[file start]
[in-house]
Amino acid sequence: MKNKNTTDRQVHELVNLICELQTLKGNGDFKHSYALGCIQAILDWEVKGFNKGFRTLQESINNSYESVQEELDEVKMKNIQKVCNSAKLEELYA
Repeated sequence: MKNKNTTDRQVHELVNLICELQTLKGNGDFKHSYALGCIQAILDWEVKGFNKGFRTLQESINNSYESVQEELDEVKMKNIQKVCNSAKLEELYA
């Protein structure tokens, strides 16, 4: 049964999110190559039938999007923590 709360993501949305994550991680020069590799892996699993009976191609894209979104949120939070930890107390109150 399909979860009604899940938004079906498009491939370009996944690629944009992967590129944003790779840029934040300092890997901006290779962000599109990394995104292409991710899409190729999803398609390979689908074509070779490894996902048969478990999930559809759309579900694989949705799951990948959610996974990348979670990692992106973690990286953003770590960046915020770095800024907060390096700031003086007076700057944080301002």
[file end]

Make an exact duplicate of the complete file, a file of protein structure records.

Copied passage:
[in-house]
Amino acid sequence: MKNKNTTDRQVHELVNLICELQTLKGNGDFKHSYALGCIQAILDWEVKGFNKGFRTLQESINNSYESVQEELDEVKMKNIQKVCNSAKLEELYA
Repeated sequence: MKNKNTTDRQVHELVNLICELQTLKGNGDFKHSYALGCIQAILDWEVKGFNKGFRTLQESINNSYESVQEELDEVKMKNIQKVCNSAKLEELYA
């Protein structure tokens, strides 16, 4: 049964999110190559039938999007923590 709360993501949305994550991680020069590799892996699993009976191609894209979104949120939070930890107390109150 399909979860009604899940938004079906498009491939370009996944690629944009992967590129944003790779840029934040300092890997901006290779962000599109990394995104292409991710899409190729999803398609390979689908074509070779490894996902048969478990999930559809759309579900694989949705799951990948959610996974990348979670990692992106973690990286953003770590960046915020770095800024907060390096700031003086007076700057944080301002």